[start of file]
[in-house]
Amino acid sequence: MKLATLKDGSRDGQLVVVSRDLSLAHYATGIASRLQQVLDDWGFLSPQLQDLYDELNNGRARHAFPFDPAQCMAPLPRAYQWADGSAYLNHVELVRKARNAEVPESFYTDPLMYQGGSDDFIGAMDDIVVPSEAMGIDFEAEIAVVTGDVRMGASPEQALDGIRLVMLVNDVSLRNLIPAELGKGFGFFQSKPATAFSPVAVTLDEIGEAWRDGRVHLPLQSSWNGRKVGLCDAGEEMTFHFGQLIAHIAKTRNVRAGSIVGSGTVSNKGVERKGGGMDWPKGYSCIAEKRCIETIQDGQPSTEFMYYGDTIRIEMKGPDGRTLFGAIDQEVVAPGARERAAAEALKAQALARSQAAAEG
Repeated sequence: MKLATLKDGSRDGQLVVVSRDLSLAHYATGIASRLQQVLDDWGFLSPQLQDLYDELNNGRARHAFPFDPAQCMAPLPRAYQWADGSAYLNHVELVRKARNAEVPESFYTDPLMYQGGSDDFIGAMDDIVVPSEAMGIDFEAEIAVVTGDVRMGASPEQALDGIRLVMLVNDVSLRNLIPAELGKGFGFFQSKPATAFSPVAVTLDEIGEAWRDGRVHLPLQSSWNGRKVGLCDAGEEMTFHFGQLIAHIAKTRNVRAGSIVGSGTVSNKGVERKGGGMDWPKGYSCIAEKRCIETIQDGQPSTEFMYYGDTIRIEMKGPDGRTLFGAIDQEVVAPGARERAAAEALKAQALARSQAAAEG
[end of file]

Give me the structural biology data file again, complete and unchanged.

[in-house]
Amino acid sequence: MKLATLKDGSRDGQLVVVSRDLSLAHYATGIASRLQQVLDDWGFLSPQLQDLYDELNNGRARHAFPFDPAQCMAPLPRAYQWADGSAYLNHVELVRKARNAEVPESFYTDPLMYQGGSDDFIGAMDDIVVPSEAMGIDFEAEIAVVTGDVRMGASPEQALDGIRLVMLVNDVSLRNLIPAELGKGFGFFQSKPATAFSPVAVTLDEIGEAWRDGRVHLPLQSSWNGRKVGLCDAGEEMTFHFGQLIAHIAKTRNVRAGSIVGSGTVSNKGVERKGGGMDWPKGYSCIAEKRCIETIQDGQPSTEFMYYGDTIRIEMKGPDGRTLFGAIDQEVVAPGARERAAAEALKAQALARSQAAAEG
Repeated sequence: MKLATLKDGSRDGQLVVVSRDLSLAHYATGIASRLQQVLDDWGFLSPQLQDLYDELNNGRARHAFPFDPAQCMAPLPRAYQWADGSAYLNHVELVRKARNAEVPESFYTDPLMYQGGSDDFIGAMDDIVVPSEAMGIDFEAEIAVVTGDVRMGASPEQALDGIRLVMLVNDVSLRNLIPAELGKGFGFFQSKPATAFSPVAVTLDEIGEAWRDGRVHLPLQSSWNGRKVGLCDAGEEMTFHFGQLIAHIAKTRNVRAGSIVGSGTVSNKGVERKGGGMDWPKGYSCIAEKRCIETIQDGQPSTEFMYYGDTIRIEMKGPDGRTLFGAIDQEVVAPGARERAAAEALKAQALARSQAAAEG